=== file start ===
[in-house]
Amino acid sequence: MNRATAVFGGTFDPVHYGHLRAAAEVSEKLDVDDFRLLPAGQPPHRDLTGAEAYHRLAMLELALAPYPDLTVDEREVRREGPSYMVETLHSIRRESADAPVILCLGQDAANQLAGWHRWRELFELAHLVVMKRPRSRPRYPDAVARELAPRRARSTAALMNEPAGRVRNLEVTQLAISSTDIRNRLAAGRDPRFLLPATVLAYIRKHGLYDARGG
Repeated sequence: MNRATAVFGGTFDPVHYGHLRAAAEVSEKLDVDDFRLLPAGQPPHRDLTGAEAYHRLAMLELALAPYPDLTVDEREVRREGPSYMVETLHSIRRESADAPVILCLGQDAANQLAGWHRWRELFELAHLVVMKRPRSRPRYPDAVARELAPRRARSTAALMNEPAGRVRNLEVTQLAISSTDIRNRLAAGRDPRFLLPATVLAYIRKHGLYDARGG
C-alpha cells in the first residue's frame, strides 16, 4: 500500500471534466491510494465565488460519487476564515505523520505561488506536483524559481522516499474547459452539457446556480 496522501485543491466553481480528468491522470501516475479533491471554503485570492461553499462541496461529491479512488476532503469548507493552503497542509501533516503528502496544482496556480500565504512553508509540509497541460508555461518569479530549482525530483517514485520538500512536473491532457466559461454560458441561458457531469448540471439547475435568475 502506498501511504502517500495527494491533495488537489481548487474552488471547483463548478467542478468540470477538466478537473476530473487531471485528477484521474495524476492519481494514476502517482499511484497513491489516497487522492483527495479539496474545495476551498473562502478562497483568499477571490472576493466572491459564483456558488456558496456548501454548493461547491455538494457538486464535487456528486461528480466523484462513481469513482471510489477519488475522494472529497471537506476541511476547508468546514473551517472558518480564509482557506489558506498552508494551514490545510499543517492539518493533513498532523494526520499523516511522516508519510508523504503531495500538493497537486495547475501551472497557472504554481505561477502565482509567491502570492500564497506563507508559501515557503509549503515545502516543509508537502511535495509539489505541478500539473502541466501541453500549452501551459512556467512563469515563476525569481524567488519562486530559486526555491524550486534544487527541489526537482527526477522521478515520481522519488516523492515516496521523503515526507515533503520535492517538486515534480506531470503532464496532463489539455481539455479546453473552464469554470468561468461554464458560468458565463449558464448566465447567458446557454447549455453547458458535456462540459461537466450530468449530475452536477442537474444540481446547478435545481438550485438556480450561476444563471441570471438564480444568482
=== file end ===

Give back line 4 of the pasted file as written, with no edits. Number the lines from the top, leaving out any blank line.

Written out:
C-alpha cells in the first residue's frame, strides 16, 4: 500500500471534466491510494465565488460519487476564515505523520505561488506536483524559481522516499474547459452539457446556480 496522501485543491466553481480528468491522470501516475479533491471554503485570492461553499462541496461529491479512488476532503469548507493552503497542509501533516503528502496544482496556480500565504512553508509540509497541460508555461518569479530549482525530483517514485520538500512536473491532457466559461454560458441561458457531469448540471439547475435568475 502506498501511504502517500495527494491533495488537489481548487474552488471547483463548478467542478468540470477538466478537473476530473487531471485528477484521474495524476492519481494514476502517482499511484497513491489516497487522492483527495479539496474545495476551498473562502478562497483568499477571490472576493466572491459564483456558488456558496456548501454548493461547491455538494457538486464535487456528486461528480466523484462513481469513482471510489477519488475522494472529497471537506476541511476547508468546514473551517472558518480564509482557506489558506498552508494551514490545510499543517492539518493533513498532523494526520499523516511522516508519510508523504503531495500538493497537486495547475501551472497557472504554481505561477502565482509567491502570492500564497506563507508559501515557503509549503515545502516543509508537502511535495509539489505541478500539473502541466501541453500549452501551459512556467512563469515563476525569481524567488519562486530559486526555491524550486534544487527541489526537482527526477522521478515520481522519488516523492515516496521523503515526507515533503520535492517538486515534480506531470503532464496532463489539455481539455479546453473552464469554470468561468461554464458560468458565463449558464448566465447567458446557454447549455453547458458535456462540459461537466450530468449530475452536477442537474444540481446547478435545481438550485438556480450561476444563471441570471438564480444568482